A Cracker Barrel gift shop

Food and gift shop[edit]

As a Southern-themed chain, Cracker Barrel serves traditional Southern comfort food often described as "down-home" country cooking and sells gift items including simple toys representative of the 1950s and 1960s, toy vehicles, puzzles, and woodcrafts. Also sold are country music CDs, DVDs of early classic television, cookbooks, baking mixes, kitchen novelty decor, and early classic brands of candy and snack foods.[26][27] Breakfast is served all day, and there are two menus: one for breakfast, the other for lunch and dinner. Since the first restaurant opened, the menu has featured Southern specialties, including biscuits, fried chicken, and catfish;[9] seasonal and regional menu items were added during the 1980s and 1990s.[9][16] In 2007, Cracker Barrel announced plans to remove artificial trans fats from its menu items.[28][29]

Locations, service, and decor[edit]

A Cracker Barrel guest playing peg solitaire

For much of its early history, Cracker Barrel decided to locate its restaurants along the Interstate Highway System,[9] and the majority of its restaurants remain close to interstate and other highways.[30][31][32] Cracker Barrel is known for the loyalty of its customers,[14] particularly travelers who are likely to spend more at restaurants than locals.[16]

The locations are themed around the idea of a traditional Southern U.S. general store. Items used to decorate each store are authentic artifacts,[11] including everyday objects from the early 1900s and after.[33] Each location features a front porch lined with wooden rocking chairs, a wooden peg solitaire game on every table,[34] and a stone fireplace with a deer head displayed above the mantel.[35] In fact, each location has five common items: a shotgun, a cookstove, a deer head, a telephone, and a traffic light.[36] The peg games have been present in Cracker Barrel since the opening of the first store, and continue to be produced by the same family in Lebanon, Tennessee.[37] The decor at each location typically includes artifacts related to the local history of the area, including antique household tools, old wall calendars and advertising posters, and antique photographs;[31] these are centrally stored in a warehouse in Tennessee, where they are cataloged and stockpiled for future use by individual store locations.[38]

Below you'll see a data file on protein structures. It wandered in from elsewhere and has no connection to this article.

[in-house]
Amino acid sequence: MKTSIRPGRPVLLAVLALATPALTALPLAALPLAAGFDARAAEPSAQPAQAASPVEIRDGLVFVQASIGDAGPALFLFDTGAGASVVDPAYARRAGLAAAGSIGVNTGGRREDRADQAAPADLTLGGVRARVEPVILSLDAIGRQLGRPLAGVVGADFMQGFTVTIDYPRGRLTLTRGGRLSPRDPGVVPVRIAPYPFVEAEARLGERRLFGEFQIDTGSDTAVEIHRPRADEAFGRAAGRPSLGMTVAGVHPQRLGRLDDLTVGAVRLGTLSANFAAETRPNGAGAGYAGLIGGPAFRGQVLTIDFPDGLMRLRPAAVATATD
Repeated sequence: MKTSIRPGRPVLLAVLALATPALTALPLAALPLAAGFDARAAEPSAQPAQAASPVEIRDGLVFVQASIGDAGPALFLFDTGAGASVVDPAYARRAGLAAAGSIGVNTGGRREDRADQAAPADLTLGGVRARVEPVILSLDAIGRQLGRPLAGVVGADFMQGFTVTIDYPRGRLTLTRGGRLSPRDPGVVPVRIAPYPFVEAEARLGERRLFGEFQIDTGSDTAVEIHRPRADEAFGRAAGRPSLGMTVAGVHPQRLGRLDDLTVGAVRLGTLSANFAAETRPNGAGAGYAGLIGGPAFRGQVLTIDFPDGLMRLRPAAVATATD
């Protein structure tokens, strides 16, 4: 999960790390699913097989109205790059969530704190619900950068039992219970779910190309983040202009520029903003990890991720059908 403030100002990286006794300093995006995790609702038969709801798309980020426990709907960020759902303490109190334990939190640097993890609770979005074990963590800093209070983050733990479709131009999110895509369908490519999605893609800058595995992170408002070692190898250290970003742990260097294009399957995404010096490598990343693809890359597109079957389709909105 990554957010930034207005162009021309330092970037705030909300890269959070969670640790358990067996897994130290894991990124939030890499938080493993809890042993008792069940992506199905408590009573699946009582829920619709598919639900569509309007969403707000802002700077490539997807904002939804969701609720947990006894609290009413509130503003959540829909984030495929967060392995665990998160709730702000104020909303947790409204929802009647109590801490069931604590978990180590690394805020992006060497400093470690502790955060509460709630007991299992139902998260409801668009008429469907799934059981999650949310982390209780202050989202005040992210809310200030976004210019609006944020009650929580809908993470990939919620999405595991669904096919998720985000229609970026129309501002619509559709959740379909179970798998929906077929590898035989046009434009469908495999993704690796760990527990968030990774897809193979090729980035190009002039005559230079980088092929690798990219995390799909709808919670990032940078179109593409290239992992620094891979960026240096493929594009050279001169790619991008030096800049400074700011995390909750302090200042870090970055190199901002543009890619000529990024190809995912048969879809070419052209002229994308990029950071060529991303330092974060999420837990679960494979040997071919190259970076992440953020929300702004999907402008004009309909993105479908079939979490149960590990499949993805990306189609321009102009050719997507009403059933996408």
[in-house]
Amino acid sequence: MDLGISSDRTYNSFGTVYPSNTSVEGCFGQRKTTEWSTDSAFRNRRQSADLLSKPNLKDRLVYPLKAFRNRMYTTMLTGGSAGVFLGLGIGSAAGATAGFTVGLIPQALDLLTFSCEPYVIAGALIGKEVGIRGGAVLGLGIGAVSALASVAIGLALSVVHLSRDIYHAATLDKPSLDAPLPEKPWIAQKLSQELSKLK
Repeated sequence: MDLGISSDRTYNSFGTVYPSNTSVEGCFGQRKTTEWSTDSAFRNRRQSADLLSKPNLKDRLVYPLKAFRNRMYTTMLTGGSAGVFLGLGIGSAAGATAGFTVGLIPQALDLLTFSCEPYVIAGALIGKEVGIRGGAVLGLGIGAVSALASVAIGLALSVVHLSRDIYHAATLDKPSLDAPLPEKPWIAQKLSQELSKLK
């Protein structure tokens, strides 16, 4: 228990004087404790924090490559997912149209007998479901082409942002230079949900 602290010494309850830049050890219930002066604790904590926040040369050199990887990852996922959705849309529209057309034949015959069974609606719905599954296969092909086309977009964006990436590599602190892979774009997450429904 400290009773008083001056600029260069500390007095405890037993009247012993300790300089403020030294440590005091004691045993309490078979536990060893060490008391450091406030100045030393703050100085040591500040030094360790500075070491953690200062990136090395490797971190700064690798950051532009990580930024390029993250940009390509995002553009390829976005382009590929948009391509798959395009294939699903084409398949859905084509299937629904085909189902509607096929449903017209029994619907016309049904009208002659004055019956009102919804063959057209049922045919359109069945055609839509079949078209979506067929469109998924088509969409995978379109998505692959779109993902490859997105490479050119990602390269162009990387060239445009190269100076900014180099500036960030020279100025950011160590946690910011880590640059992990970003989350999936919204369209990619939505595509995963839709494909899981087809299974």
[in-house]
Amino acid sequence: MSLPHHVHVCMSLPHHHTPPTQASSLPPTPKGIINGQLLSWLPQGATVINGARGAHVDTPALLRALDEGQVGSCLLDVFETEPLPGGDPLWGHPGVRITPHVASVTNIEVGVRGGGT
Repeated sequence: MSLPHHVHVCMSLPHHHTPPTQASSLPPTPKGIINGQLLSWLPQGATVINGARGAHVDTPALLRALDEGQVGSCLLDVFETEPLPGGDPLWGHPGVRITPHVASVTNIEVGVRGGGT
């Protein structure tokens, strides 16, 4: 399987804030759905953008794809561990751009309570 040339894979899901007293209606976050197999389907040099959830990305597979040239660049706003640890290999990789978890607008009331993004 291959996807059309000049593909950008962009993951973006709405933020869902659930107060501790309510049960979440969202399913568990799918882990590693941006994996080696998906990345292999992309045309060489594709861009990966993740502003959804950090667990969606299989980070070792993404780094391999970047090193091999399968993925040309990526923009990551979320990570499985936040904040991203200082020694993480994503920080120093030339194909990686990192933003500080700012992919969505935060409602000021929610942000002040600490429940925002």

Destinations magazine has presented the chain with awards for best chain restaurant,[39] and in 2010 and 2011, the Zagat survey named it the "Best Breakfast".[40][41] The chain was selected by the Outdoor Advertising Association of America as the 2011 OBIE Hall of Fame Award recipient for its long-standing use of outdoor advertising.[42] It was also named the "Best Family Dining" restaurant by a nationwide "Choice in Chains" consumer poll in Restaurants & Institutions magazine for 19 consecutive years.[35]


Senior leadership[edit]

Name Position(s) Note(s) References
Sandra B. Cochran President and Chief Executive Officer CEO of Cracker Barrel [43]
Doug Couvillion Senior Vice President SVP, Sourcing and Supply Chain [43]
Laura Daily Senior Vice President SVP, Retail [43]
Jill Golder Senior Vice President and Chief Financial Officer Chief Financial Officer of Cracker Barrel [43]
Michael Hackney Senior Vice President SVP, Restaurant and Retail Operations [43]
Richard Wolfson Senior Vice President, General Counsel, and Corporate Secretary General Counsel and Corporate Secretary of Cracker Barrel [43]

Leaders of subsidiaries[edit]

Name Position(s) Note(s) References
Scott Moore Chief Executive Officer CEO of Maple Street Biscuit Company [44]
Michael Chissler President and COO President and Chief Operating Officer of Holler and Dash [45]

Corporate affairs[edit]

Board of Directors[edit]

The company is run by a board of directors made up of mostly company outsiders, as is customary for publicly traded companies. Board members are elected every year at the annual shareholders' meeting using a majority vote system. There are five committees within the board which oversee specific matters. These committees include the Audit Committee, which handles accounting issues with the company including auditing and reporting; the Compensation Committee, which approves compensation for the CEO and other employees of the company; the Governance and Nominating Committee, which handles various corporate matters including nomination of the board; the Executive Committee, whose Chairperson is ex officio the Chairman of the Board; and the Public Responsibility Committee, which works to ensure the company remains compliant with all local, state, and federal laws, in addition to ensuring the company remains neutral in American politics.[46]